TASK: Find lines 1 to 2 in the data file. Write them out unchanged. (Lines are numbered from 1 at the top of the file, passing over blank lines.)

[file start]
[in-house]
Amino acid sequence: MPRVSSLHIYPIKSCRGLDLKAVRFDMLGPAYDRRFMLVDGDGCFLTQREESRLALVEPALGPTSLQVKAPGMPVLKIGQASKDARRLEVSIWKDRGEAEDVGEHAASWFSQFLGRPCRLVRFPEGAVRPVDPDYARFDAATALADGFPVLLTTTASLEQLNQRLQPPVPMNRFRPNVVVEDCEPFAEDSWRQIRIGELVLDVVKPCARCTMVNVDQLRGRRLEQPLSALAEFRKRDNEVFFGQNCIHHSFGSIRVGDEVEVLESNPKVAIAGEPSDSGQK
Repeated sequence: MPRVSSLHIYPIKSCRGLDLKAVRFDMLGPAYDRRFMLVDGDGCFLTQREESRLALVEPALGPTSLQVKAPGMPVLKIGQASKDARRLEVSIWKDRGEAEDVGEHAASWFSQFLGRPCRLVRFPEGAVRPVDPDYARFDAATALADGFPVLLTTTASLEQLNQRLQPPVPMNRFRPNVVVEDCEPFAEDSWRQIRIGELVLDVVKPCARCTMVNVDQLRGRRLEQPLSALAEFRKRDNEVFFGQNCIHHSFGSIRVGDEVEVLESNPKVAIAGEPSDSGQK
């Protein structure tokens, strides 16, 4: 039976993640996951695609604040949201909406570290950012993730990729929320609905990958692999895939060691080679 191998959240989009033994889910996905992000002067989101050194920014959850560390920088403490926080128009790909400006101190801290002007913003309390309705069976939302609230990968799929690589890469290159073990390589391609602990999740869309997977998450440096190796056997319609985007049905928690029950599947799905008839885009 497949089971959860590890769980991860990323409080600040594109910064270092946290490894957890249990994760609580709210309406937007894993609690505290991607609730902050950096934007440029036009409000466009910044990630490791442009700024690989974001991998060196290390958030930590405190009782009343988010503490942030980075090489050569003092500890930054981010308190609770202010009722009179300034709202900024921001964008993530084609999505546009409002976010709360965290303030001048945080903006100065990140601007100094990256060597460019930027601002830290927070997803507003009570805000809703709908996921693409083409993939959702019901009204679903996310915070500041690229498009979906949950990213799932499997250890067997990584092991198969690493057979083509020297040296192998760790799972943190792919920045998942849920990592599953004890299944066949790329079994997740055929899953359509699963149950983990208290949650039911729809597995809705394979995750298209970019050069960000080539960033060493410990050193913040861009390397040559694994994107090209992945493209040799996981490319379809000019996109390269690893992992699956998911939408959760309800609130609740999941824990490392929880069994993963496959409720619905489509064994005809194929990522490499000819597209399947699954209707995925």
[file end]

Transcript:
[in-house]
Amino acid sequence: MPRVSSLHIYPIKSCRGLDLKAVRFDMLGPAYDRRFMLVDGDGCFLTQREESRLALVEPALGPTSLQVKAPGMPVLKIGQASKDARRLEVSIWKDRGEAEDVGEHAASWFSQFLGRPCRLVRFPEGAVRPVDPDYARFDAATALADGFPVLLTTTASLEQLNQRLQPPVPMNRFRPNVVVEDCEPFAEDSWRQIRIGELVLDVVKPCARCTMVNVDQLRGRRLEQPLSALAEFRKRDNEVFFGQNCIHHSFGSIRVGDEVEVLESNPKVAIAGEPSDSGQK